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Make flexible working work – the legal bit

As the UK heads back into offices and places of work, many businesses are implementing a flexible approach where staff can continue to work remotely for part of their working week. Employees are now aware of how it is possible to work effectively from home and have learned how to use the technology that supports them to do so. They may have found that they have personally benefited from working from home, perhaps through reduced commuting time (and associated costs) and an improved work-life balance. So, how do we make this work for the future?

Employers should be prepared for an increase in flexible working requests in the months to come, both as a result of the pandemic and following legislative changes. Where you are willing to see this increased demand as an opportunity, you may be able to harness a number of business and employee benefits including increased productivity, talent acquisition and retention, employee wellbeing and engagement. However, there are a number of key areas for consideration.

Some of these working arrangements may differ from those set out in employees’ contracts of employment. Employers cannot make unilateral variations to the terms set out in employee contracts, even when such changes are temporary: to do so would amount to a breach of contract. Even when a contract has a clause allowing employers flexibility to change working patterns, care should be taken as such clauses must still be used in a reasonable way and must not discriminate against any employee with a protected characteristic under the Equality Act.

There are several ways that a contract may be changed but the most effective of these is usually to do so by agreement.

Employers who wish to introduce changes to ways of working should:

  1. Communicate proposals clearly to all employees, setting out as much practical detail as possible and how long any such changes are likely to last
  2. Brief managers fully on the proposals, including how to respond to employee concerns and questions
  3. Include trade unions or employee representatives in discussions
  4. Seek feedback from employees and provide a way for them to ask specific questions or make suggestions
  5. Identify employees who may be particularly vulnerable and engage specifically with them, either directly or by creating a group of employee representatives.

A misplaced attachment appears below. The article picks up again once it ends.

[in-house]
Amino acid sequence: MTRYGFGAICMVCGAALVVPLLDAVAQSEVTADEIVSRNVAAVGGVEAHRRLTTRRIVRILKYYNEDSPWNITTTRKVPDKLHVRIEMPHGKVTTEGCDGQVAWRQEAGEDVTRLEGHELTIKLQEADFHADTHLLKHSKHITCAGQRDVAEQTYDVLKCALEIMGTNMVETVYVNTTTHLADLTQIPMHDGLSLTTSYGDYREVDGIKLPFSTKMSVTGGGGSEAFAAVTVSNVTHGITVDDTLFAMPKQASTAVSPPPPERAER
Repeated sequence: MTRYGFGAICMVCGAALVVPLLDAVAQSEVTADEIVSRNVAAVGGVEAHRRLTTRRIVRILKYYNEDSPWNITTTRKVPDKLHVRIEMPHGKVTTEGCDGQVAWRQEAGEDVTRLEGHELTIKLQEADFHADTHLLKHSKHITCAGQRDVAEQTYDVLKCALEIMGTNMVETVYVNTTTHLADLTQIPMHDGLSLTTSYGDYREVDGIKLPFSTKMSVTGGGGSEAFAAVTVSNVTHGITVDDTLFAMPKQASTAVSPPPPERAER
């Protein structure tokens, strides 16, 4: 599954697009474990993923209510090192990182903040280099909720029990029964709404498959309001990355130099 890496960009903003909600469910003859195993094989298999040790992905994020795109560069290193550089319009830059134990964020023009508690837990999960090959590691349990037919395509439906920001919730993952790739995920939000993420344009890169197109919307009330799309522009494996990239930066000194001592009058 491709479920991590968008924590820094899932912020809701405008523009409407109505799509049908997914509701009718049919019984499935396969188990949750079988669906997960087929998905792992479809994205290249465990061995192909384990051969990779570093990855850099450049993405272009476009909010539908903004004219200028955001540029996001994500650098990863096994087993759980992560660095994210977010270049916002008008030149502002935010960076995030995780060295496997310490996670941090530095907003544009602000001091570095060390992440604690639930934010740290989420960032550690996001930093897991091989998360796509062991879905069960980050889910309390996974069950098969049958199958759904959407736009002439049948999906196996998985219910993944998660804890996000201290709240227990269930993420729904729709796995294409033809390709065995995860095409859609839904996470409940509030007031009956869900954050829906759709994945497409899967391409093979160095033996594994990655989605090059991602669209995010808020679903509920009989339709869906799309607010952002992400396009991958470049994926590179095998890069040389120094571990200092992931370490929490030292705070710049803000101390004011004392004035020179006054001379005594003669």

The specific personal circumstances of employees should always be taken into account: some employees may be unable to change their working hours for a variety of reasons including childcare or family responsibilities. Care should be taken not to discriminate.

Following communication and feedback, the proposals for change should be set out formally in writing to employees and their explicit agreement for change sought, through an amendment to contract. Where agreement is reached, employers may implement the changes: they should keep any new working patterns under review and be prepared to change them as the situation evolves or if Government advice changes.

Where employees do not agree to the changes there are other options open to employers, including imposing the changes unilaterally or terminating the existing contract of employment and offering re-engagement on new terms. These actions should be a last resort in the current circumstances and any employer considering such action should take advice before doing so.

Feel like you could do with some more advice on this? Then contact our trusted partners Greig Melville HR. Call 01324 628676 or email to see how they can support your business.

Our content is correct at the date of publishing, but should not be taken as legal advice, and our articles don’t replace Risk Assessments. Armour will not be held accountable for any legal actions the reader may take.